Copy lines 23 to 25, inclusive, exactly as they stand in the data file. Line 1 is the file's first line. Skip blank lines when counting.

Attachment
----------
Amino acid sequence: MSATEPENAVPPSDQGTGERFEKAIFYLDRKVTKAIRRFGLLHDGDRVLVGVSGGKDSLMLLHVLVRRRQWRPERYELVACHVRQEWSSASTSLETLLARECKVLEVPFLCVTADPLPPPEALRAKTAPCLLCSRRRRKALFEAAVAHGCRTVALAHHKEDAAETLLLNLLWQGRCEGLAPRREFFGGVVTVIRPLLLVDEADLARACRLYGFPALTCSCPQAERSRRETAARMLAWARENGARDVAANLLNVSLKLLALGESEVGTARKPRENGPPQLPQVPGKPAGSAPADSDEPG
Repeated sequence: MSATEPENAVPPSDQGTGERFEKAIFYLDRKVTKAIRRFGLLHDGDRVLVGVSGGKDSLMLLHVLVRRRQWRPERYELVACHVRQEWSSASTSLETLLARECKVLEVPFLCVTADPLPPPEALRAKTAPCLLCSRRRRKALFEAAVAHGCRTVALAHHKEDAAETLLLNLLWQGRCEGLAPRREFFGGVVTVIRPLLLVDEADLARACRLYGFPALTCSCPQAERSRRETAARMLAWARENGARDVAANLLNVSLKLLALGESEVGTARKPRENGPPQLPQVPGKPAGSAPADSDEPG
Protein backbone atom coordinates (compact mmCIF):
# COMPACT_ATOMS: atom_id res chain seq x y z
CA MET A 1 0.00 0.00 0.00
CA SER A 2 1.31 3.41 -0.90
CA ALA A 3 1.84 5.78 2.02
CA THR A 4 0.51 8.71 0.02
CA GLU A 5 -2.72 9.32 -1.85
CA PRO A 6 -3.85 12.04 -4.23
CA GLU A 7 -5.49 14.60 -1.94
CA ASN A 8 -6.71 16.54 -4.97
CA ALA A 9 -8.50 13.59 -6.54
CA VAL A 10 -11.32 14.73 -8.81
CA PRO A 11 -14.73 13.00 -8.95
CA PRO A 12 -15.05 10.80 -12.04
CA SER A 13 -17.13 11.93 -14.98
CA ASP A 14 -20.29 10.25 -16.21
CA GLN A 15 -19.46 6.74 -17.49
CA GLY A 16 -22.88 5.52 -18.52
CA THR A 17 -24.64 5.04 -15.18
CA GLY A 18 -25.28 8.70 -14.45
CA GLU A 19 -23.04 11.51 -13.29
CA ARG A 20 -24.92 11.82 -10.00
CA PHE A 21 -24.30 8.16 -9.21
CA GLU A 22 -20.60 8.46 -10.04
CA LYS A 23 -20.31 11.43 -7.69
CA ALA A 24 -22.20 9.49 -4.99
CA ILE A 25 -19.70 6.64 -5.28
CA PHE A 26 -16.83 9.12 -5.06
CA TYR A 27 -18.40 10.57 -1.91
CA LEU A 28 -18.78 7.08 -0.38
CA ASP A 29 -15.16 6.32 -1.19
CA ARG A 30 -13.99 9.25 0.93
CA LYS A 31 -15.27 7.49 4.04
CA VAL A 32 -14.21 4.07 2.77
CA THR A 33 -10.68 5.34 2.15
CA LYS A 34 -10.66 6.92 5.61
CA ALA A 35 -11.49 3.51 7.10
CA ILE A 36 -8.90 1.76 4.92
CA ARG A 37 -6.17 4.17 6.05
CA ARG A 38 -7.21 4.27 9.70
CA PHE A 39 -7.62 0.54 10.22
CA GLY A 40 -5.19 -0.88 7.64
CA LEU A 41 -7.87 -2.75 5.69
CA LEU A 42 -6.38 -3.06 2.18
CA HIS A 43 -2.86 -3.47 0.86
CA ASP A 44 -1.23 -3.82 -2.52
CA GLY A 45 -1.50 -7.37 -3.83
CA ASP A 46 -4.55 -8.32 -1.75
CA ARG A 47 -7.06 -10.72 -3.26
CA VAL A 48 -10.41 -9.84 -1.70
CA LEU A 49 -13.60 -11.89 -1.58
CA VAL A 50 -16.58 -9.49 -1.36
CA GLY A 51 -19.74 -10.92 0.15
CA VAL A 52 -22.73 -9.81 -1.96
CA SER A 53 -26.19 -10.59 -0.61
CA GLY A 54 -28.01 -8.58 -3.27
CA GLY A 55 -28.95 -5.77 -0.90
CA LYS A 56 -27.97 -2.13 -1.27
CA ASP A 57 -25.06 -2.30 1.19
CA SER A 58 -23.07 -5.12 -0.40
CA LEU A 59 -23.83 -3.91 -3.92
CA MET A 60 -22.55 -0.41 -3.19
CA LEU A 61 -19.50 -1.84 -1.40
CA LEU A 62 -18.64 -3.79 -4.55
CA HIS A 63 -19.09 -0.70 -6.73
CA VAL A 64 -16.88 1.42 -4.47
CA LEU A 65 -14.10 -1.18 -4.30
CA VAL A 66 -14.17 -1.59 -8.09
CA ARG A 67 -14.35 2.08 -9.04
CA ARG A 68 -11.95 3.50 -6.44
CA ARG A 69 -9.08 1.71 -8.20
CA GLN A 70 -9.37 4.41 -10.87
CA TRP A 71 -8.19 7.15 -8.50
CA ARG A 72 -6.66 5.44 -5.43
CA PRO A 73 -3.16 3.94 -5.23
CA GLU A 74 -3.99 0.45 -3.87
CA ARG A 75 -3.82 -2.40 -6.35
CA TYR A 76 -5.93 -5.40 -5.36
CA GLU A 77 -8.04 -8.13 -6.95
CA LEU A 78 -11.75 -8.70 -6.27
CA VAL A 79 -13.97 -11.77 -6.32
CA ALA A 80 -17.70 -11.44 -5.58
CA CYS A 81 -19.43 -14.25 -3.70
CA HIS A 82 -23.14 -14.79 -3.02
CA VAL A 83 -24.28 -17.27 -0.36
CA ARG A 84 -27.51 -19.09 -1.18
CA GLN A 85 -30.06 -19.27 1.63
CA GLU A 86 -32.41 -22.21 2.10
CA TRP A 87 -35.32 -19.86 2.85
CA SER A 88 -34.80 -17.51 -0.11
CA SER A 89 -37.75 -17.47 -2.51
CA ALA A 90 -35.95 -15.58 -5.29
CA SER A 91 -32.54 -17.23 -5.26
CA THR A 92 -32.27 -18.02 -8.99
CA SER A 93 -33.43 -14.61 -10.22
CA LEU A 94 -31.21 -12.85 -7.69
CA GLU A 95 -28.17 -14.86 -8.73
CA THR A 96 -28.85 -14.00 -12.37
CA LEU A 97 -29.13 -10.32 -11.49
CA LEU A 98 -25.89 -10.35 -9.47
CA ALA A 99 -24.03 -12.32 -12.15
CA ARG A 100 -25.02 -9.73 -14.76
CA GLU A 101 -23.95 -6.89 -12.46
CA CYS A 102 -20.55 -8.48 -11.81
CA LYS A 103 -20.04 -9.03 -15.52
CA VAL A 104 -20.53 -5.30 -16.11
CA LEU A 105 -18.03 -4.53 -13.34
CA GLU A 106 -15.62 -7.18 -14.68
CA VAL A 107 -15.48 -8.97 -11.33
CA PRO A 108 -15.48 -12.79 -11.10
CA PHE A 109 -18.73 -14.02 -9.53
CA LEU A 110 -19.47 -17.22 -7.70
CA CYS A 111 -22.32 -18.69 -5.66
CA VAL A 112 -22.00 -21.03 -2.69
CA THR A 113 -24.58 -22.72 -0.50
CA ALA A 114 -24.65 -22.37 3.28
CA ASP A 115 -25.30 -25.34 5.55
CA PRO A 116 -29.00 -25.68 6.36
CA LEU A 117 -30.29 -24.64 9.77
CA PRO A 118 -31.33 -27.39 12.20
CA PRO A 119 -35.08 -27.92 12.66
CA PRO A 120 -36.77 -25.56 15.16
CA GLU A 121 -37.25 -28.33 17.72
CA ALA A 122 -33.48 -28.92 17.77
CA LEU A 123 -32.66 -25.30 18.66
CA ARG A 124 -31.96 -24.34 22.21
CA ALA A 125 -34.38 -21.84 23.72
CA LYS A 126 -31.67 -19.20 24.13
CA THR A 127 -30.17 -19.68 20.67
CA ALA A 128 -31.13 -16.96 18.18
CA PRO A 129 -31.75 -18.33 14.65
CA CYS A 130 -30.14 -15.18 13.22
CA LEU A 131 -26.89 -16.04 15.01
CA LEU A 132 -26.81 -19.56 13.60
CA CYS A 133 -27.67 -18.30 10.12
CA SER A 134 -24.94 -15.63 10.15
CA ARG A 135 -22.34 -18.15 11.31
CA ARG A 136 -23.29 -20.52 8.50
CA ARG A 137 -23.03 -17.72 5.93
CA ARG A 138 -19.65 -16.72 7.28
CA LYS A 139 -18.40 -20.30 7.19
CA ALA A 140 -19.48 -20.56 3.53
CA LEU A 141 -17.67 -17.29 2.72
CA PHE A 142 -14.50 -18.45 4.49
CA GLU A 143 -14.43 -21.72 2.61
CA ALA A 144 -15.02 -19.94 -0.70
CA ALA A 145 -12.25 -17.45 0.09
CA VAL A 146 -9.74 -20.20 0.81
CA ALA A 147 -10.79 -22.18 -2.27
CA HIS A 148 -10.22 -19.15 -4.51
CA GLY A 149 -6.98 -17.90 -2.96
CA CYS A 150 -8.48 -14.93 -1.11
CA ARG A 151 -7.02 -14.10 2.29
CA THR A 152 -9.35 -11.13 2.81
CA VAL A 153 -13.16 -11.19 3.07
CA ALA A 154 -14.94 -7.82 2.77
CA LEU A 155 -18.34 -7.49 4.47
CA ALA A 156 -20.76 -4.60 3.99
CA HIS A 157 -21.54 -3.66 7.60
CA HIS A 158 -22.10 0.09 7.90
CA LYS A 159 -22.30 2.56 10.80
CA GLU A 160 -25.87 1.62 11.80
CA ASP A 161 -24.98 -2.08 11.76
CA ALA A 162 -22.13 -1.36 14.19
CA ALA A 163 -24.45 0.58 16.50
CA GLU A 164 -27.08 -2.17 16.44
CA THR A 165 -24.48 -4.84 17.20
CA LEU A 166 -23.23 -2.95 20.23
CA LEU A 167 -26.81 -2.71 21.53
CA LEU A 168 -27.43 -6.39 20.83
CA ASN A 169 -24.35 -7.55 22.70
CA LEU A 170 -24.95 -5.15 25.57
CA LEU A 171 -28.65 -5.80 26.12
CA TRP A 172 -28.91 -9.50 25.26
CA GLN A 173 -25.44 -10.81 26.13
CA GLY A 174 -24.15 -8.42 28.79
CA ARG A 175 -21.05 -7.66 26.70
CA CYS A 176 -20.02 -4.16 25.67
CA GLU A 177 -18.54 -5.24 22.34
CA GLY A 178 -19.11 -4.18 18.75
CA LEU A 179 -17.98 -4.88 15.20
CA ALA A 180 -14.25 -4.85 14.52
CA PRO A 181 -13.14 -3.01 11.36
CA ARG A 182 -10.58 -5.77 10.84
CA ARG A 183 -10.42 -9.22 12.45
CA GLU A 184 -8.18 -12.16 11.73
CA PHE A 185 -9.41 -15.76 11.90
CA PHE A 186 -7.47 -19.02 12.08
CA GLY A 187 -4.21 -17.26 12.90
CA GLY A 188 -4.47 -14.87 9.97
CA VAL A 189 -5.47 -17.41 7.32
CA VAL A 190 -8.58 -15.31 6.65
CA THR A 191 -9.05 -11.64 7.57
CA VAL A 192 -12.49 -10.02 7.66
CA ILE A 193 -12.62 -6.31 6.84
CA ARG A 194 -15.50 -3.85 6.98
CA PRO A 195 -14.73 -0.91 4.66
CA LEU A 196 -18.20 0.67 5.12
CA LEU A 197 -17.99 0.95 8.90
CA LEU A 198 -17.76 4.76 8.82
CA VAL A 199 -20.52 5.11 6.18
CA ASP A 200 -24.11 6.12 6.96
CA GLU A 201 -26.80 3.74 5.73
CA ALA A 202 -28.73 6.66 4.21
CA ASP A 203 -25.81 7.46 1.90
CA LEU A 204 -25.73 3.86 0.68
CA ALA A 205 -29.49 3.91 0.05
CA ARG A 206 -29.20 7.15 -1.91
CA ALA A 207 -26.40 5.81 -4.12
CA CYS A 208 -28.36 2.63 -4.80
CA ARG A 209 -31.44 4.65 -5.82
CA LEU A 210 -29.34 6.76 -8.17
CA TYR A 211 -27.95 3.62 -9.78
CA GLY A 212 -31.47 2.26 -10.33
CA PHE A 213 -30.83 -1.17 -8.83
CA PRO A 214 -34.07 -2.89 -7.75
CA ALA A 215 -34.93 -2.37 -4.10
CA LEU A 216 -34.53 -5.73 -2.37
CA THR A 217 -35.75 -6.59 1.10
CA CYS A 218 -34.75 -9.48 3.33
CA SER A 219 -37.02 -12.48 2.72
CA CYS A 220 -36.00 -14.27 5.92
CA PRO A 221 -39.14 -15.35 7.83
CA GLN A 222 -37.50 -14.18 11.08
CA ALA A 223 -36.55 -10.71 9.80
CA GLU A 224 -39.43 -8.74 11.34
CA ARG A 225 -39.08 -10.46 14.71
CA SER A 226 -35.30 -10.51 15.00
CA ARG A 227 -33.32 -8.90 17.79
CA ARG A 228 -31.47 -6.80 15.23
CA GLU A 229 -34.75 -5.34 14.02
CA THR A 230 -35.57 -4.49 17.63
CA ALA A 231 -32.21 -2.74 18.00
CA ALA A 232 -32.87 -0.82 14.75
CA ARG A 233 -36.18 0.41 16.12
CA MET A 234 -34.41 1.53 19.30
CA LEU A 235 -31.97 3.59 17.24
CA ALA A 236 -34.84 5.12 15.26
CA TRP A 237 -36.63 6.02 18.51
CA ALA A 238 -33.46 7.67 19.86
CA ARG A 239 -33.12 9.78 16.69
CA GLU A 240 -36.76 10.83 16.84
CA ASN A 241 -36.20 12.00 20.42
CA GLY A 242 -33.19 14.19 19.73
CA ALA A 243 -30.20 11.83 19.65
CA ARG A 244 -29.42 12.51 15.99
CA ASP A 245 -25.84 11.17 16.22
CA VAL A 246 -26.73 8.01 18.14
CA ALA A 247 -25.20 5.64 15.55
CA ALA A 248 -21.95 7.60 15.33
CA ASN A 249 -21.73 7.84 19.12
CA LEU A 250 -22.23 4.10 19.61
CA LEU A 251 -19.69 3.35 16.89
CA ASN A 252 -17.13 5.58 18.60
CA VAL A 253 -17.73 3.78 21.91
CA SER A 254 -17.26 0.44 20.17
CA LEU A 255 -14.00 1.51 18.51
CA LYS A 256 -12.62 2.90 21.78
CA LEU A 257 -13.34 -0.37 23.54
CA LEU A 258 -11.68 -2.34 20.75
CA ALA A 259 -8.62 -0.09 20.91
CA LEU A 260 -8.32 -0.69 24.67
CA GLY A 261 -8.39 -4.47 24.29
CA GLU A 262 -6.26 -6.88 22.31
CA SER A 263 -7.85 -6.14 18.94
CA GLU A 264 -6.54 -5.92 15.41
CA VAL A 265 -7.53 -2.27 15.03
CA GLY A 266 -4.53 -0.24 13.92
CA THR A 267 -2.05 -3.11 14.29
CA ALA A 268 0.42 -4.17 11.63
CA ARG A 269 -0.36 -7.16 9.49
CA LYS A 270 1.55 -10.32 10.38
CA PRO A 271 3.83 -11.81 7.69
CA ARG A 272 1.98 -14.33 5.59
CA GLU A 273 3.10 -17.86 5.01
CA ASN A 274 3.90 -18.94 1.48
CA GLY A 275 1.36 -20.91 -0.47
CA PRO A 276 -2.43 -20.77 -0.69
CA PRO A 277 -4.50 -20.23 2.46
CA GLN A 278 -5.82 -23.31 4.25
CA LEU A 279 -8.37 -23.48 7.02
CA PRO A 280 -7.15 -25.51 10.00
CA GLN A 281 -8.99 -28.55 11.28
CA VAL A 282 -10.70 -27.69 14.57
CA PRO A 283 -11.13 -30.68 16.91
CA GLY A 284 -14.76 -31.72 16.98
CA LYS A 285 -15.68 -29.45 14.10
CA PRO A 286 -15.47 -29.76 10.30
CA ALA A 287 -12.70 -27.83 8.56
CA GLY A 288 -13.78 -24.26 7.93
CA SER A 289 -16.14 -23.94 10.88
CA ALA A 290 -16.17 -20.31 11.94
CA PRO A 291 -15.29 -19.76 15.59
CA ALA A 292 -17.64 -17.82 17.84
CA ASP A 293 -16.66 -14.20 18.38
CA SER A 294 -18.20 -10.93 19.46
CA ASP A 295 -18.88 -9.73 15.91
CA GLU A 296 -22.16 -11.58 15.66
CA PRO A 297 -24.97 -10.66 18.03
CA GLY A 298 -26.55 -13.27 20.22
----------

CA GLU A 19 -23.04 11.51 -13.29
CA ARG A 20 -24.92 11.82 -10.00
CA PHE A 21 -24.30 8.16 -9.21